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Panaceia's DaughtersNoblewomen as Healers in Early Modern Germany$
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Alisha Rankin

Print publication date: 2013

Print ISBN-13: 9780226925387

Published to Chicago Scholarship Online: September 2013

DOI: 10.7208/chicago/9780226925394.001.0001

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Pharmacy for Princesses

Pharmacy for Princesses

Chapter:
(p.1) Introduction Pharmacy for Princesses
Source:
Panaceia's Daughters
Author(s):

Alisha Rankin

Publisher:
University of Chicago Press
DOI:10.7208/chicago/9780226925394.003.0001

This chapter introduces the healing reputation of noblewomen in Germany during the 16th century. It explores the situation of women's work in the aftermath of the Protestant Reformation. It notes that women at that time were nearly all devout Lutherans, such as Electress Anna of Saxony, Duchess Anna Maria of Wurttemberg, Duchess Eleonora of Wurttemberg, Countess Anna of Hohenlohe, Countess Juliane of Nassau-Dillenberg, Duchess Sybille of Wurttemberg, Countess Elisabeth of Saxony, and Duchess Elisabeth of Rochlitz. It discusses women and pharmacy, and argues that medicine carried inherent feminine connotations in early modern Europe. It also explains patronage and print, specifically the increased involvement of princesses in court pharmacy.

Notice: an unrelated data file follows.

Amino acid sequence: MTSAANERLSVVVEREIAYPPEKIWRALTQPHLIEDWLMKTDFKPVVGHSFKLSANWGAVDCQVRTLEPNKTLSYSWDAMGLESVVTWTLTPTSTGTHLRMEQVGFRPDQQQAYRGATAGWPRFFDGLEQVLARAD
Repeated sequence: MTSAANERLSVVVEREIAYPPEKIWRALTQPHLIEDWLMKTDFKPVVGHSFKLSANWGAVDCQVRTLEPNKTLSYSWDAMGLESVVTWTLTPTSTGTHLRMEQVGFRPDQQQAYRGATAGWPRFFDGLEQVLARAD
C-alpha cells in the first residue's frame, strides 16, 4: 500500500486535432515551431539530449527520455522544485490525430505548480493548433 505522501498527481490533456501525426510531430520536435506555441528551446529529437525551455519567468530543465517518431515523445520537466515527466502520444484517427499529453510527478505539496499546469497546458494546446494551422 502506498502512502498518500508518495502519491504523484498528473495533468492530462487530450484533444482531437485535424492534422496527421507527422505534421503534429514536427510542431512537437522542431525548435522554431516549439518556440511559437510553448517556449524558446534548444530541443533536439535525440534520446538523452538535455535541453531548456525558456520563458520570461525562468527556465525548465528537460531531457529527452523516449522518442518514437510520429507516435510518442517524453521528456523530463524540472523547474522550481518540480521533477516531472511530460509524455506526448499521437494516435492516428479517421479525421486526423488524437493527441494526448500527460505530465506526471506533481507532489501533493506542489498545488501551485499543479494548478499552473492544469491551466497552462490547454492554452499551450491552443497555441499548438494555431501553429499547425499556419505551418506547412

Keywords:   Germany, Protestant reformation, devout Lutherans, women's work, court pharmacy

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